How to handle the vet shortage if you have a new pet

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A veterinarian makes appointments two months later. Another does not accept new customers until January.

Others have limited their hours or availability for emergency visits.

While many pet owners say they can understand vets have been understaffed and overworked, especially during the pandemic, it is clear that these delays or difficulties in scheduling appointments can be stressful.

Yet these vets say they also care about the community’s four-legged family members and want to help people get the care their pets need.

Here are some tips for pet owners who want to see a veterinarian at a time when appointments are quickly made and other delays persist.

Call your vet now

It might seem obvious, but Delmarva vets say the best way to get a routine wellness appointment is to call early – and expect to mark your calendar for at least a few weeks.

Dr April Reid, a veterinarian and owner of Peninsula Veterinary Services in Long Neck, said her practice sometimes has appointments open in the morning, but even these fill up within minutes.

For more urgent visits, several firms and nonprofits like Brandywine Valley SPCA will keep walk-in appointments available for sick animals. But again, the sooner the pet owner calls, the better.

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If someone is considering adopting another pet, it doesn’t hurt to call their vet now and ask if they have room for that extra patient.

Vets say the key to navigating pet care right now is communication.

Be patient and kind

This one is simple, but also the most common tip.

Vets, technicians and receptionists are under a lot of pressure, and not just because of the workload. Unfortunately, a disrespectful or impatient customer can sometimes disrupt the work environment – an environment already loaded with emotions associated with caring for sick animals.

While people cannot change the behavior of these people, they can be respectful, kind, and patient while the veterinary staff sort out patients and try to see the animals as quickly as possible.

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Even after struggling to get an appointment for her sick dog, Marie Hatkevich, a resident of Rehoboth Beach, said she can understand what vets are facing.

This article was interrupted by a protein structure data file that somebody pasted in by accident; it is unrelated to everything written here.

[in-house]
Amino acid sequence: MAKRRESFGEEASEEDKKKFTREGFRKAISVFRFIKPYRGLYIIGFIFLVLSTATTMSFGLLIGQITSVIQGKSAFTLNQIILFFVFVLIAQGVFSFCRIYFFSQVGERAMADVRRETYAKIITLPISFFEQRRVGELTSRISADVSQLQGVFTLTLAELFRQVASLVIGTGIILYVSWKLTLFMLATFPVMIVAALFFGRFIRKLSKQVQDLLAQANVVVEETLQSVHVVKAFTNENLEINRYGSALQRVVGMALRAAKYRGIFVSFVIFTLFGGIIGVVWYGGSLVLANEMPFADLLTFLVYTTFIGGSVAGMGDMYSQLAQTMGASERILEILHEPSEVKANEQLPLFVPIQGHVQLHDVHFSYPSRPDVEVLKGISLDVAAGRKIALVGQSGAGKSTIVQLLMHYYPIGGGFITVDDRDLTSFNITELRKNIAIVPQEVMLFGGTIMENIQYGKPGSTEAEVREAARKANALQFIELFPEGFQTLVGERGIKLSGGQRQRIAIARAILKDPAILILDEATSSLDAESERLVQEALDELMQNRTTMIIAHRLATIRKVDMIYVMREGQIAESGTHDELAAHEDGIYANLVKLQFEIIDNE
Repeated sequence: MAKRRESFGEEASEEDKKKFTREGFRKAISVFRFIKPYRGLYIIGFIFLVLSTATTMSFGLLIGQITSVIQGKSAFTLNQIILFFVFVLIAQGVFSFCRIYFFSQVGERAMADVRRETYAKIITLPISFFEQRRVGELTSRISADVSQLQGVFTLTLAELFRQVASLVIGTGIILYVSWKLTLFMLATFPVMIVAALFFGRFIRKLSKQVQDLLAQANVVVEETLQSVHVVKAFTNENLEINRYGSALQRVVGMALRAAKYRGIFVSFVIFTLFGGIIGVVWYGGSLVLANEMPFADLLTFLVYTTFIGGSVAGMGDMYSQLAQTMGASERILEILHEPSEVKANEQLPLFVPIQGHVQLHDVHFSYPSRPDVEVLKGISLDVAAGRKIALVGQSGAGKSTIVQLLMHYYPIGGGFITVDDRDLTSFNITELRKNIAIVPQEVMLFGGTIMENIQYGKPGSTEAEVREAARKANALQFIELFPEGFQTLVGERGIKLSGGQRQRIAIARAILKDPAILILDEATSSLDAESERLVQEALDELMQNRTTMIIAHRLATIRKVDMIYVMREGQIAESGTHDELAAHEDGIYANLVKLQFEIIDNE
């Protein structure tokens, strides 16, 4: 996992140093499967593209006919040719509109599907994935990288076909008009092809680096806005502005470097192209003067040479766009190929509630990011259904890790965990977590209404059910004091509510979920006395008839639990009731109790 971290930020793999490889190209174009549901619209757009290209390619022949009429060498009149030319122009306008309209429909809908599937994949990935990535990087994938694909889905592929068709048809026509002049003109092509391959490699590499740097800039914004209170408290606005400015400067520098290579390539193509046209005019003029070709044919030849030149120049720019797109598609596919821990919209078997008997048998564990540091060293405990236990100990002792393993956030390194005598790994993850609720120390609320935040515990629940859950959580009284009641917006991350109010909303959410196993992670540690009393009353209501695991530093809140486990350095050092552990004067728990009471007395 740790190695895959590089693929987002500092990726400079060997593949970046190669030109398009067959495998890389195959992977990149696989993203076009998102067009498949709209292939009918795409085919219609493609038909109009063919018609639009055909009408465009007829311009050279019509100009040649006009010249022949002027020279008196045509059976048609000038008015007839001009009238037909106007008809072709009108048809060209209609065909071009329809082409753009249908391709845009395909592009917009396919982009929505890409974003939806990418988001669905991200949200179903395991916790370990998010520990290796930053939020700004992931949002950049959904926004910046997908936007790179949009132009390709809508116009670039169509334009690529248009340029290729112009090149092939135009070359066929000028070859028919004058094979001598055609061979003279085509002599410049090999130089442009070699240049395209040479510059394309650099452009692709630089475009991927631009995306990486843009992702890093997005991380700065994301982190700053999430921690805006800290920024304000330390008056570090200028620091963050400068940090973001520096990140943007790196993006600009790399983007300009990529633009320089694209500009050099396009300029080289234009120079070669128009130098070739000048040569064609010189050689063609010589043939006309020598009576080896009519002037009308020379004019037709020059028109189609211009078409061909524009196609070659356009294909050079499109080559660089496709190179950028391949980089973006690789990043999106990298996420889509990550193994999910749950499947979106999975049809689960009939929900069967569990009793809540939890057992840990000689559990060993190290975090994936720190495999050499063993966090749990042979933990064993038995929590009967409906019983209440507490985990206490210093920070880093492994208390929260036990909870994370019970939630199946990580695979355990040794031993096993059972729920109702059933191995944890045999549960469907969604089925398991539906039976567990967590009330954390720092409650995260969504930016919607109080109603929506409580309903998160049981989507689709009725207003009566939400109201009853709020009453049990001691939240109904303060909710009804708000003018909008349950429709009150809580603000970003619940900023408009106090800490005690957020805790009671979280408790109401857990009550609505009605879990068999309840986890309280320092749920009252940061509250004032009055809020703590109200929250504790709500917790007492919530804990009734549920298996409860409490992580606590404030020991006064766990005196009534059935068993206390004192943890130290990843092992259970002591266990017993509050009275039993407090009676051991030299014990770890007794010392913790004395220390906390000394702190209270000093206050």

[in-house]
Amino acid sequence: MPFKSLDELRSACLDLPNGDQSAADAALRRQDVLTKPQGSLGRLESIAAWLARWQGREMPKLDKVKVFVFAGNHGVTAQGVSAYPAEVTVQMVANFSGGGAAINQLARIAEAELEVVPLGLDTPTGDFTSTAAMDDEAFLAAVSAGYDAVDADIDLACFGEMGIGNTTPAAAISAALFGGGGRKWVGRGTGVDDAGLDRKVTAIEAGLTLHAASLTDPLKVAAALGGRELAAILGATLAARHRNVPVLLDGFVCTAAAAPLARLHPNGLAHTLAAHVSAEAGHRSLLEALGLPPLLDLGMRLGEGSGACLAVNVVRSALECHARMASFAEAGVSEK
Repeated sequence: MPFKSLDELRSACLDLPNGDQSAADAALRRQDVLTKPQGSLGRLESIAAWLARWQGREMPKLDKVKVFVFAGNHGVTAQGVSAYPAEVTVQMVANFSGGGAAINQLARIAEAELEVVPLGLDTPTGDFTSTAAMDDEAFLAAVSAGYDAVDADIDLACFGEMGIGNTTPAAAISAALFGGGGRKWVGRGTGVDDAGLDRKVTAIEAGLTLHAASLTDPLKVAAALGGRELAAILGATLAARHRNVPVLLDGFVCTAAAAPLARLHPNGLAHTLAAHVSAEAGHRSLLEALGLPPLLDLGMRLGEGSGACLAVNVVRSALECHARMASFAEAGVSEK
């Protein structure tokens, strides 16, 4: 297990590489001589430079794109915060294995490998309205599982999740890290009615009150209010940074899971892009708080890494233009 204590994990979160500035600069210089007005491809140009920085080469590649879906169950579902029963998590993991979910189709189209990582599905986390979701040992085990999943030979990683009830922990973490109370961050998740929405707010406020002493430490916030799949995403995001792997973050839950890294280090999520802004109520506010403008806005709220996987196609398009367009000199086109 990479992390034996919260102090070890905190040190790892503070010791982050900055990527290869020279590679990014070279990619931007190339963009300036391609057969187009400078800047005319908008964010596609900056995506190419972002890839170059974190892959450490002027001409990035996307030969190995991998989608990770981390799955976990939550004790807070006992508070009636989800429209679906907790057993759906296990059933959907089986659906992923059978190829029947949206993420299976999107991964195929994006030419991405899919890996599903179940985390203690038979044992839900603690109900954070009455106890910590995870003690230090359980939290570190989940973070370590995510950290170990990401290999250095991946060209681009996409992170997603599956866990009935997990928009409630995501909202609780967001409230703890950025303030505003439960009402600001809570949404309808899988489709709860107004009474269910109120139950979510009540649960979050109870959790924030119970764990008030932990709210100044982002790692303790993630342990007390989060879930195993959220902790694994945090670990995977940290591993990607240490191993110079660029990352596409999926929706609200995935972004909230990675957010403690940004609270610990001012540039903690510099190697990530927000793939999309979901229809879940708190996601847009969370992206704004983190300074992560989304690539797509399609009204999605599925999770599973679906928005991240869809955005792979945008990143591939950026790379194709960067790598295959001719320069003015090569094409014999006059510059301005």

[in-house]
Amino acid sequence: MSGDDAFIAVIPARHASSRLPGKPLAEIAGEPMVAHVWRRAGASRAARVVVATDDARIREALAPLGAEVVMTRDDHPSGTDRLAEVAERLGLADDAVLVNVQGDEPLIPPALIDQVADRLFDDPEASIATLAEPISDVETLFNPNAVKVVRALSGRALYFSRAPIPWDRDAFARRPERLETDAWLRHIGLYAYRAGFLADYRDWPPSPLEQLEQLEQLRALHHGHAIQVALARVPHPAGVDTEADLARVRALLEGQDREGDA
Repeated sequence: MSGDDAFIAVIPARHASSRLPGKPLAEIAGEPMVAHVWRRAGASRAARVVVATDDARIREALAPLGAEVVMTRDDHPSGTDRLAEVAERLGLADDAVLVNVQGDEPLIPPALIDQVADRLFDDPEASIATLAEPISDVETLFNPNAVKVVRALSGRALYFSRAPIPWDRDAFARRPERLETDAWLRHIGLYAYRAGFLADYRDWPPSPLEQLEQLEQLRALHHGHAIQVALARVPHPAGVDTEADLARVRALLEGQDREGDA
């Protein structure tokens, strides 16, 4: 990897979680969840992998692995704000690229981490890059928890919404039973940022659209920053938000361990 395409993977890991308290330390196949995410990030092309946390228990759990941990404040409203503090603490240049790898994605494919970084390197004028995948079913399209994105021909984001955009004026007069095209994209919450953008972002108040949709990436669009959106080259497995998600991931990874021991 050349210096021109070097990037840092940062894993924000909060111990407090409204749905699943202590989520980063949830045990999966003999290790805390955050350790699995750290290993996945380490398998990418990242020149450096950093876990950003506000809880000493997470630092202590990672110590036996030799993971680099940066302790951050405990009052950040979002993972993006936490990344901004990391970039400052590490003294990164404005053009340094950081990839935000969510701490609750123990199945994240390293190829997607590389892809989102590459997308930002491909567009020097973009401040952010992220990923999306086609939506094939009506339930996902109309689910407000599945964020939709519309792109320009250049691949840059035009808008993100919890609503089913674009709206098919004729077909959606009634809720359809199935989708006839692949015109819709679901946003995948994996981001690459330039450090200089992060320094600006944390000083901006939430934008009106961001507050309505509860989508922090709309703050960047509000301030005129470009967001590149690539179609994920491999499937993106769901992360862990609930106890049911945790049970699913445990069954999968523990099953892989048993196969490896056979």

“We have to appreciate our vets,” she said. “I don’t think I could do what they do in the course of a day because not only do they see the puppies, but they see the end. It’s hard work, and I can understand burnout, and I can understand that we get too dispersed.

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Other vets have said that a grateful attitude can go a long way in boosting the morale of vets when they work long hours and see dozens of patients a day.

“It’s amazing how much a simple ‘thank you’ can make all the difference,” said Dr Robin Lefort, veterinarian at Dover.

Don’t delay sterilizing and sterilizing

While spay and neuter surgeries may not seem like a top priority for pet owners, especially when the veterinary system is already overloaded, organizations like Brandywine Valley SPCA are urging people to schedule these appointments.

Linda Torelli, marketing manager at BVSPCA, said people shouldn’t be put off by the backlog of vet appointments, as BVSPCA health clinics statewide can almost always accommodate these sterilization surgeries.

“Our surgical capacity is really good, and for us sterilization is essential obviously for reducing the population of unwanted pets, but also for the health of the animals,” she said. “Spaying helps prevent animal health and behavior problems. “

This is a particularly important reminder as more and more people adopt new or younger pets.

Consider pet insurance

One thing new pet owners don’t always consider is the cost of veterinary services and medications.

Several vets have said pet owners can avoid additional stress by investing in pet insurance to help cover some of the costs, especially unexpected costs when their pet might get sick.

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When tensions can already be high with the delays and challenges of the pandemic, investing in pet insurance can bring another layer of peace to everyone involved, according to Dr Erin Giva, veterinarian and owner of Pets on the Shore in Salisbury.

“He’s another heart breaker,” Giva said. “It’s very difficult not only to make an emotional decision, but when finances come into play, they point to the person they can blame the most, the person giving them the estimate.”

It’s also important to note that emergency hospitals, which are open at night and on holidays, often charge more for their services. Pet insurance can also help cover these additional costs if an emergency hospital is the best option for your pet.

Emily Lytle covers Sussex County from inland towns to beaches. Got a story to tell? Contact her at [email protected] or 302-332-0370. Follow her on Twitter at @ emily3lytle.

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